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    • "The sequences were aligned in Geneious 5.6 (Biomatters, Auckland, New Zealand) and substitution saturation in different codon position for coding regions was detected using Xia et al. (2003) test performed in DAMBE5 (Xia 2013). Appropriate models of evolution for each gene partition were determined in jModelTest 2.1.4 "
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    ABSTRACT: Callistomys pictus is an arboreal echimyid rodent, and the only living species in this genus. It is endemic to a very small Atlantic Forest region in the state of Bahia, east Brazil. Here we used DNA sequences from 4 genes to infer the phylogenetic position of Callistomys within Echimyidae. The results show that Callistomys forms a clade with the semi-aquatic coypu (Myocastor) from the grasslands in the southern South America and terrestrial spiny rats (Proechimys) from the Amazon forest, but the relationships among these three genera are uncertain. This clade is sister to Thrichomys, a terrestrial rat from the dry lands of central South America. These clades are unexpected, given the contrasting morphology, ecology, and geographic ranges of its members. The resulting echimyid phylogeny indicates that Callistomys is not closely related to the other arboreal echimyids, and suggest that arboreal habits evolved more than once in this family.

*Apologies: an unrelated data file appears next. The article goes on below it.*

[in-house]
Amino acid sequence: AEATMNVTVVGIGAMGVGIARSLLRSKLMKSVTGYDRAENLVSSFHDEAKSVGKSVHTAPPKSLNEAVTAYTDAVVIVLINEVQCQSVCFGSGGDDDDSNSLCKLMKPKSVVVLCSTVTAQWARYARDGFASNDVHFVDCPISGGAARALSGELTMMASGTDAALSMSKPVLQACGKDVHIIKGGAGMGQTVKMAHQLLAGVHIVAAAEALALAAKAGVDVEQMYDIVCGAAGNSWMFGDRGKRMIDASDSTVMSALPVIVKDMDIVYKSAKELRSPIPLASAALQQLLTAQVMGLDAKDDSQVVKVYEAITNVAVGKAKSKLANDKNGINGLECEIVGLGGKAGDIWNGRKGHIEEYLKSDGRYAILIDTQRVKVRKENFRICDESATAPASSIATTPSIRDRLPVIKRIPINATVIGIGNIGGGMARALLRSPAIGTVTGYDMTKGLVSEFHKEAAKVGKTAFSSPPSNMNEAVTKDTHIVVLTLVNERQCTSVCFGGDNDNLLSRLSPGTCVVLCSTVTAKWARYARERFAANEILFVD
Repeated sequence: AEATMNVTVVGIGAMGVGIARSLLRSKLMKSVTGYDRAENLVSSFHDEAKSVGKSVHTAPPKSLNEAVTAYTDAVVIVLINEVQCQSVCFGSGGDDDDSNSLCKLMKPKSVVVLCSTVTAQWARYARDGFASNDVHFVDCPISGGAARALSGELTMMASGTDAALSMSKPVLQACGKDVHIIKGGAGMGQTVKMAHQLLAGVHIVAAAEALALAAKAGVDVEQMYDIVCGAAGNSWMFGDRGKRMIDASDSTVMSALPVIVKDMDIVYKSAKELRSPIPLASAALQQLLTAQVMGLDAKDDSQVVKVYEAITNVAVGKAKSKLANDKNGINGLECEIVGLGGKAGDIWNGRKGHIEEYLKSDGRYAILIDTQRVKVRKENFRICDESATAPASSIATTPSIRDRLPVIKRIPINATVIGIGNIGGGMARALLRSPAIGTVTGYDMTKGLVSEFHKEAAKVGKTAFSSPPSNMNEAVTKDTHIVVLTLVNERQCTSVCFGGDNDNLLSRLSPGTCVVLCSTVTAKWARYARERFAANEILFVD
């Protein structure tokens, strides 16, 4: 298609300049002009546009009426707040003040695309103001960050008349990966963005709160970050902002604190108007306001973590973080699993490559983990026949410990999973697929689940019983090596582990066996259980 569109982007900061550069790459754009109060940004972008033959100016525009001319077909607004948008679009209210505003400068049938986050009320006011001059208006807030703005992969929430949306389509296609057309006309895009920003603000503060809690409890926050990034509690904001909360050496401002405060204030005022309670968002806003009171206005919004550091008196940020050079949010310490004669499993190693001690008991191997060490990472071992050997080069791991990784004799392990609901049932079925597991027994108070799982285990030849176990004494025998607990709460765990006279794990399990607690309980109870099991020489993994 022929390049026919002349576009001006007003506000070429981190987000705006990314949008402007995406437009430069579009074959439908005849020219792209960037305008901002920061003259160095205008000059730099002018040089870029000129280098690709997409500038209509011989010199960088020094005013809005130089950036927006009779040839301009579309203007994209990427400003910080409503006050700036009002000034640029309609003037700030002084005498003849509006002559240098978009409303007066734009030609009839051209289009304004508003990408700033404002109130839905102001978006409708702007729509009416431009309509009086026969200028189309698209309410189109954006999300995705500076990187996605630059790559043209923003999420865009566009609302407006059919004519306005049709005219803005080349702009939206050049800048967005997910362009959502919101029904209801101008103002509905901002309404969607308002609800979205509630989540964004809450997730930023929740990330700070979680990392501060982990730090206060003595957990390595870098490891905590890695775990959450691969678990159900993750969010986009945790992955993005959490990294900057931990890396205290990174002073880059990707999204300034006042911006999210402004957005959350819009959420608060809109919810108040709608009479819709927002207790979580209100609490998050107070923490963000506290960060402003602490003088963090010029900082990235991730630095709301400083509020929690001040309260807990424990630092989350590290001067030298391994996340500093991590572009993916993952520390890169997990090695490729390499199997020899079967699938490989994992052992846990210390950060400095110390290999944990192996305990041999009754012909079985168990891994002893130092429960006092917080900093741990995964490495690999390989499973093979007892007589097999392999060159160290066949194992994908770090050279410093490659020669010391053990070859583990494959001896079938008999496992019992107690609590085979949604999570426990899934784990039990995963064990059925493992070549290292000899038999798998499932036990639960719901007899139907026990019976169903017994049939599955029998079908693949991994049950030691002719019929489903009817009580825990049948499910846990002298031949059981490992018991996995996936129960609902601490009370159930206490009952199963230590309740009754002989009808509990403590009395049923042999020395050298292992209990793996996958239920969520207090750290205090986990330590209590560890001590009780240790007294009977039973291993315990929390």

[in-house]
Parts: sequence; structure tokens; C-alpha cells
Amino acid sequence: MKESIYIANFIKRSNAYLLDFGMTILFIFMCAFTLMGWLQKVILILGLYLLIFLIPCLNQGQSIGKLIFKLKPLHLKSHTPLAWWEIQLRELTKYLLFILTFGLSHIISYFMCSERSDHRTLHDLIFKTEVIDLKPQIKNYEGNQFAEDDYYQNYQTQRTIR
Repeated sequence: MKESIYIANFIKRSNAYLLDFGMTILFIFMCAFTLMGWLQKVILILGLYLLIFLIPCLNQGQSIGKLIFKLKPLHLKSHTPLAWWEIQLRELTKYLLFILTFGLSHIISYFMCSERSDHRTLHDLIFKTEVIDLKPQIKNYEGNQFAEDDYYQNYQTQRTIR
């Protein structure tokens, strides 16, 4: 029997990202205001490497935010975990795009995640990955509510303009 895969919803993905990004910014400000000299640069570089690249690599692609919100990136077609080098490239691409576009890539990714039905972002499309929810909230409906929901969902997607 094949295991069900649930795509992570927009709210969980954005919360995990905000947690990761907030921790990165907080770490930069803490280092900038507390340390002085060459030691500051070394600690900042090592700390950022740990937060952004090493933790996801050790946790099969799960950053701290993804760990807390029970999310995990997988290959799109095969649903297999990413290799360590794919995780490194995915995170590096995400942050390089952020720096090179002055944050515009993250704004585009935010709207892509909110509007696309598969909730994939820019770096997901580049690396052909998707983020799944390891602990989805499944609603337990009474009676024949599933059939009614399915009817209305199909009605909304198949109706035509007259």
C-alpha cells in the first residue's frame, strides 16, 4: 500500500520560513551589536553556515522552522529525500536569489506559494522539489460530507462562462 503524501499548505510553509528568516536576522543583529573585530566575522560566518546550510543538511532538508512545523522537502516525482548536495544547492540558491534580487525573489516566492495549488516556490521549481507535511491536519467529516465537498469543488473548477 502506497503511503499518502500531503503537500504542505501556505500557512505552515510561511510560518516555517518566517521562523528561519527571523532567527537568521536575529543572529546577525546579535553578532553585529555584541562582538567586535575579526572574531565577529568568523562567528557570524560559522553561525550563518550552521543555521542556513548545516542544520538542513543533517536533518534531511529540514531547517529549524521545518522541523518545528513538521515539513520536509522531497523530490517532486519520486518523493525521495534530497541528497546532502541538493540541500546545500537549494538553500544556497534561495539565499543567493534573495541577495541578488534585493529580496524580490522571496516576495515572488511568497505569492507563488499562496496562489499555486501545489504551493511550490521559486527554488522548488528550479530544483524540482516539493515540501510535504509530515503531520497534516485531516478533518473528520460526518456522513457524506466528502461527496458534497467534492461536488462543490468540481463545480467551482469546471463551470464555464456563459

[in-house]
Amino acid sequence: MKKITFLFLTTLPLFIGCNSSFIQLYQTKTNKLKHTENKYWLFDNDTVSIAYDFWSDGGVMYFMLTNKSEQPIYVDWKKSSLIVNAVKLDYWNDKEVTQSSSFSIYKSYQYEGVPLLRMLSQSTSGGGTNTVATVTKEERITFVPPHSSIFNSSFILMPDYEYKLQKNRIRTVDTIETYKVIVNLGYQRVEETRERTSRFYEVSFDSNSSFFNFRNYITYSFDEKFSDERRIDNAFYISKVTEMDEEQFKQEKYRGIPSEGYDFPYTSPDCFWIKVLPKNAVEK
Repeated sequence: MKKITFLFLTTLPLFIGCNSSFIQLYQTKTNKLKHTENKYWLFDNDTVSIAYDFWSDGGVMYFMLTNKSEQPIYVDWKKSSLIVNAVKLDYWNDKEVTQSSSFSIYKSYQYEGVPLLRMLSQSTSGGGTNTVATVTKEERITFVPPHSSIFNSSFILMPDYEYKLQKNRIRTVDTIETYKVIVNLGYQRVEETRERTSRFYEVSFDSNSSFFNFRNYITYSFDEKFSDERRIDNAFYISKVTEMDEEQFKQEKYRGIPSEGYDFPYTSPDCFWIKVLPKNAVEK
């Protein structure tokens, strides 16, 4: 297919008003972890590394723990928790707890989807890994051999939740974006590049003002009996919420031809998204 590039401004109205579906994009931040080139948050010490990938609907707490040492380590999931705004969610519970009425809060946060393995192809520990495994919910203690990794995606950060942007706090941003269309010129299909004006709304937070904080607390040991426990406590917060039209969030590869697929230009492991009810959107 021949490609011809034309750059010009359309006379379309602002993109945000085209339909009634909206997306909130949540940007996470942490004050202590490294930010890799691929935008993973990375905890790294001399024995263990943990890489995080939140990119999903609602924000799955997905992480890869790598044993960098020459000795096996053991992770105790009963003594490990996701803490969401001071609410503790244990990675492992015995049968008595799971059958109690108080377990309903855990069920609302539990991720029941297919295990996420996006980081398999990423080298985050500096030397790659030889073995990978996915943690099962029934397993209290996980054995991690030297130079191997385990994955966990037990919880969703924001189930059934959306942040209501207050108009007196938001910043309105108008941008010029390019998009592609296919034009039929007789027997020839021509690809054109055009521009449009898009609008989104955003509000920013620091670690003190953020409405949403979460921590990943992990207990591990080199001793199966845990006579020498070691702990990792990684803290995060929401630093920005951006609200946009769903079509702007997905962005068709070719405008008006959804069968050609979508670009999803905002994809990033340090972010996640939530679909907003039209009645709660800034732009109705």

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    • "They suggested that the longest coding sequences/exons in vertebrates are GC rich, while the shortest ones are GC-poor. Subsequently, Xia et al. (2003) described positive correlations between GC content and coding regions (CDS) lengths in 68 genomes. It was later shown that highly expressed rice and human GC-rich genes have significantly more and longer introns than lowly expressed genes, whereas their average exon length per gene is significantly lower. "